" This Church is here in the midst of us, but, strange as it may seem, it is concealed from the minds of the American people, by ignorance, misrepresentation, and calumny, as effectually as if it were once more buried in the Catacombs. But will the Bride of Christ always remain thus hidden? We think not. There are al. ready some who have caught glimpses of her true character; and we may hope that the day is not far distant when sons and daugh. ters of our own people will vie with the early Christians in devo. tion, self-sacrifice, and saintly lives, and, if need be, in the testimony of their blood for the truth.

“ Indeed, it is an anomaly well worthy the attention of a reflecting mind, how a people, constituted as we are, a practical and independent people, can still retain a purely speculative religion, like Protestantism ; a religion without faith, without an altar, with out a sacrifice, without a priesthood, without a sacrament, without authority, without any bond of union, - a religion utterly unpractical, and destitute even of material grandeur !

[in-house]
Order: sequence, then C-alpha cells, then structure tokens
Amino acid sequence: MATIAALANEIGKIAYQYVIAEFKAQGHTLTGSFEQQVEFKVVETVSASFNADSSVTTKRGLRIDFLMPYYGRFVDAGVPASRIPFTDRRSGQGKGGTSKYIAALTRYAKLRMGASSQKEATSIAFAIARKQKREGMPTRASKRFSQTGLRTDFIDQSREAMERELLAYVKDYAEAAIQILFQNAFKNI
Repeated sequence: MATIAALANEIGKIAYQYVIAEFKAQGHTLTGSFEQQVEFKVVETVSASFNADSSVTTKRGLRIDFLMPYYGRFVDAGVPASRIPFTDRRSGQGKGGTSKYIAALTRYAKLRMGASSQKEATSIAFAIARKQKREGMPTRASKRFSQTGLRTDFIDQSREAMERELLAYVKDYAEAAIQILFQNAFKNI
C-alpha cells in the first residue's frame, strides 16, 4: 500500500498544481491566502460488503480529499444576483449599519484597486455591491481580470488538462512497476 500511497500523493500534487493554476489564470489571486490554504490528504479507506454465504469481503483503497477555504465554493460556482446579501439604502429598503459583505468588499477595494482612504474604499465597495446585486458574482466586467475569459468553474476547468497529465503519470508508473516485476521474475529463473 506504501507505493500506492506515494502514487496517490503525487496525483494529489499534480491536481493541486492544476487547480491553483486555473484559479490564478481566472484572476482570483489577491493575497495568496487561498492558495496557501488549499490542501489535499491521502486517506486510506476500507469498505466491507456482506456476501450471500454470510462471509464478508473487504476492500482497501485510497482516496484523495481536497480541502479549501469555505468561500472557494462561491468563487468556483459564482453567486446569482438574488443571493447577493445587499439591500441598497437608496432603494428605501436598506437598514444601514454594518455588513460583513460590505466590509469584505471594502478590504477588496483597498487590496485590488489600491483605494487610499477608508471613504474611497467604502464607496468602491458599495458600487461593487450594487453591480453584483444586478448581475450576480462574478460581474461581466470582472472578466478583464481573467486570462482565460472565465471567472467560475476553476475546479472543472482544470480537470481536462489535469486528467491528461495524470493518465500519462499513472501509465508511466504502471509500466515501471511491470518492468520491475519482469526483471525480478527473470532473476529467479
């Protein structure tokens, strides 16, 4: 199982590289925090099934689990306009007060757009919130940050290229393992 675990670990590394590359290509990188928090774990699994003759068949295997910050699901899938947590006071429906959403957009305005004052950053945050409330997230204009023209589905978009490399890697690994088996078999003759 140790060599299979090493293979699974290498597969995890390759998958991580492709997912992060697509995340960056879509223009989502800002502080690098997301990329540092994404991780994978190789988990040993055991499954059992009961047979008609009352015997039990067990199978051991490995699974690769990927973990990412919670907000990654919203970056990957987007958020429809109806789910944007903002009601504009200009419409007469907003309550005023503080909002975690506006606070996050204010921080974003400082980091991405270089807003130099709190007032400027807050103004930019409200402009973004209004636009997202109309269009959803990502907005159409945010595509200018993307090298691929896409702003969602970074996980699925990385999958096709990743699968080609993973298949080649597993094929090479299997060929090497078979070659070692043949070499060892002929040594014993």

“ America presents to the mind, at the present epoch, one of the most interesting questions, and one too of the greatest moment for the future destiny of man; the question, Whether the Catholic Church will succeed in Christianizing the American people, as she has Christianized all European nations, so that the Cross of Christ will accompany the stars and stripes in our future? THIRD SERIES. VOL. III. NO. II.


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“ We say that this question is fraught with great interest for the future of humanity. Our people are young, fresh, and filled with the idea of great enterprises; the people who, of all others, if once Catholic, can give a new, noble, and glorious realization to Christianity; a development which will go even beyond the past in achievements of zeal, in the abundance of saints, as well as in art, science, and material greatness. The Catholic Church alone is able to give unity to a people composed of such conflicting ele. ments as ours, and to form them into a great nation.

“ The Church is the ever youthful bride of Christ. She is as pure, as bright, as fresh, as on the day of her birth. She can never fail. In her bosom are the inexhaustible sources of inspi. ration, strength, courage, holiness.

Power, Glory, Strength, and
Beauty, all are aisled

In this eternal ark of worship undefiled.'* - Youth of America! Here is opened to you a new, a noble, a divine career. Here is a godlike enterprise. An enterprise worthy of your energies, and glorious for your country.

·Tyre of the West !
Whose eagle wings thine own green world o'erspread,
Touching two oceans;

O while thou yet hast room, fair, fruitful land,
Ere war and want have stained thy virgin sod,
Mark thee a place on high, a glorious stand,
Whence Truth her sign may make o'er forest, lake, and strand.'” †